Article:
USD/CAD Loonie Lower After Renewed Oil Tumble

Canadian markets were back online and the loonie did not fare well agains the big dollar as oil fell following the announcement of an oil deal between Russia and some members of the Organization of the Petroleum Exporting Countries (OPEC).

The Canadian dollar had managed to break some of the correlation to the price of energy, but the loonie and crude became once again joined at the hip. It appears that the higher the volatility and the presence of oil shocks dials the correlation up, while a return to other fundamentals lowers the direct relationship between the CAD and energy prices.

Canadian manufacturing sales impressed by beating expectations by posting a 1.2 percent gain in January. Canadian manufacturers have now two months of back to back growth boosted by car sales and wood products. The gains in some products offset the losses of oil and coal products. The positive Canadian data was overshadowed by a disappointing Empire State Manufacturing Index out of the U.S which contracted more than expected to –16.6. This is bad news for Canadian exporters as the majority of good will end up in the U.S. but a reduction of American business activity will limit the growth of business north of the border.



The USD/CAD advanced 0.346 percent in the last 24 hours as both the U.S. and Canadian markets came back from holidays. The pair touched highs of 1.3912 after the price of oil dropped following the underwhelming announcement by the Organization of the Petroleum Exporting Countries (OPEC) and Russia about a production agreement. The fact that the four nations agreed on freezing current levels did not make much of a dent given that current levels are record high production quotas and leave global supply far outstripping demand.



The USD got a shot in the arm with the market now expecting at least a couple of rate hikes in 2016 as opposed as none as the effects of the global slowdown were at first thought to force the U.S. Federal Reserve to stand pat. The testimony of Chair Yellen and other member comments added to the probability of a rate hike as early as June. Tomorrow the publication of the minutes from the Fed’s January Federal Open Market Committee (FOMC) will add some insights into what policy members discussed as they held rates unchanged.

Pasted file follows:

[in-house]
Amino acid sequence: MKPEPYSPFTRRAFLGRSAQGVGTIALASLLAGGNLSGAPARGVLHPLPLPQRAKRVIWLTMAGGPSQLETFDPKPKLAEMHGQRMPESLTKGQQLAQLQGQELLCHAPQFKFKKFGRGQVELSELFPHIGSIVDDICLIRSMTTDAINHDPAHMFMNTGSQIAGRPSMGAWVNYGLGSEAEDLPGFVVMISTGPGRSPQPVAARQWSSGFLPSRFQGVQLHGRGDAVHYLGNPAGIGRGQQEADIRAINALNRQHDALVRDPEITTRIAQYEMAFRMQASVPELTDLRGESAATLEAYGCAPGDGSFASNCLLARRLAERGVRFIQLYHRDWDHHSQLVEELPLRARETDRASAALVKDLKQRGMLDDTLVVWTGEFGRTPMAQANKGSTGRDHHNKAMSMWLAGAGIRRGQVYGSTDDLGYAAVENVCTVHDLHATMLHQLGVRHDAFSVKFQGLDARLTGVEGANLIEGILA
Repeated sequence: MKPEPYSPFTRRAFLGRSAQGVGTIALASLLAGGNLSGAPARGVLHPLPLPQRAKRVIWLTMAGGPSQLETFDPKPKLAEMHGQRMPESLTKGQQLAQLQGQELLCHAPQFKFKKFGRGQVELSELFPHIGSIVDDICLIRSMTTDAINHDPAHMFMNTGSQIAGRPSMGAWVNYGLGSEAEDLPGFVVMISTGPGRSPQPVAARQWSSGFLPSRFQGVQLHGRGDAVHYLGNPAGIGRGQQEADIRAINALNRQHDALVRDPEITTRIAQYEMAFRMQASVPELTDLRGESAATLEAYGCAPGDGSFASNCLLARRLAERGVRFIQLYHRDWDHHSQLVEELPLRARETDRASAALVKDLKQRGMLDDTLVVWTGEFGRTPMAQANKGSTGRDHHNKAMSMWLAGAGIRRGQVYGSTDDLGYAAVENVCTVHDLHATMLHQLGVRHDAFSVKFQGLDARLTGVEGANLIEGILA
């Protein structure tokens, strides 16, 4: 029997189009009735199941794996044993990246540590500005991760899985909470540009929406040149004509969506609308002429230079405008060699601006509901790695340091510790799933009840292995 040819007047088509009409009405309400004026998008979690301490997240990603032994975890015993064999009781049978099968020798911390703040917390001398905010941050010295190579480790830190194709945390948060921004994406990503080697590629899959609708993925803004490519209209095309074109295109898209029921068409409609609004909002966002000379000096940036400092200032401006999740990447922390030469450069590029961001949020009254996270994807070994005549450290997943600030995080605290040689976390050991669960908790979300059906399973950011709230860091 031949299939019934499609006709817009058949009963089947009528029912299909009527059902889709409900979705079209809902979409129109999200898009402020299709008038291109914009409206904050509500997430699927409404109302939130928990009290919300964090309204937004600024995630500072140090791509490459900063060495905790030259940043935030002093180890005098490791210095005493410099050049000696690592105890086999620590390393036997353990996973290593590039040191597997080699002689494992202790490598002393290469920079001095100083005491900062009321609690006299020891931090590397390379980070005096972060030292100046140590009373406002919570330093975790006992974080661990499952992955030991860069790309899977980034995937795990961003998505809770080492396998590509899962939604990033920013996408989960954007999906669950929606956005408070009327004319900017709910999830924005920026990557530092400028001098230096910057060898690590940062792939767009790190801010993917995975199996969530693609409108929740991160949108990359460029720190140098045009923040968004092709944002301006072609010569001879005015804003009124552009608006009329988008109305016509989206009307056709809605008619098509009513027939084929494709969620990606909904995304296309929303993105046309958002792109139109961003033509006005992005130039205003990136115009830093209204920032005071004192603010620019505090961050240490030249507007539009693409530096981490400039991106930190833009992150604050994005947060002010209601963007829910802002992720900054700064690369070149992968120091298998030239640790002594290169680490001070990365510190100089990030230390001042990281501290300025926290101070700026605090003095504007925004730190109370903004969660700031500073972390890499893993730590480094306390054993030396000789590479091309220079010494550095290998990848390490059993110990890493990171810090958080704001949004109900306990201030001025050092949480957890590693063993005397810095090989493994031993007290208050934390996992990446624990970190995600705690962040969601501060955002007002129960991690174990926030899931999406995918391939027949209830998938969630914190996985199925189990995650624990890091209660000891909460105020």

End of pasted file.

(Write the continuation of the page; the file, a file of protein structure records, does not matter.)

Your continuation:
Canadian Finance Minister Bill Morneau reminded lawmakers to expect a higher deficit given the current economic conditions at home and abroad. Liberals ran a campaign based on infrastructure spending that would put Canada on a deficit, but by 3 to 4 years time the country would return to a surplus. That promise is has now been amended given the market slowdown and the Liberals cannot guarantee a surplus. Fiscal stimulus and government spending will go ahead as planned with much anticipation of the Liberal budget to be released in March. The Bank of Canada held rates unchanged in January awaiting the budget from Ottawa, but another rate cut as well as negative rates remain on the table for the BOC as it monitors the health of the Canadian economy.

CAD events to watch this week:

Wednesday, February 17
8:30am USD PPI m/m
2:00pm USD FOMC Meeting Minutes
4:45pm NZD PPI Input q/q
7:30pm AUD Employment Change
Thursday, February 18
8:30am USD Philly Fed Manufacturing Index
8:30am USD Unemployment Claims
11:00am USD Crude Oil Inventories
Friday, February 19
8:30am CAD Core CPI m/m
8:30am CAD Core Retail Sales m/m
8:30am USD CPI m/m
8:30am USD Core CPI m/m

*All times EST
For a complete list of scheduled events in the forex market visit the MarketPulse Economic Calendar

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Alfonso Esparza

Alfonso Esparza

Senior Currency Analyst at Market Pulse
Alfonso Esparza specializes in macro forex strategies for North American and major currency pairs. Upon joining OANDA in 2007, he established the MarketPulseFX blog and he has since written extensively about central banks and global economic and political trends. Alfonso has also worked as a professional currency trader focused on North America and emerging markets. He holds a finance degree from the Monterrey Institute of Technology and Higher Education (ITESM) and an MBA with a specialization on financial engineering and marketing from the University of Toronto.
Alfonso Esparza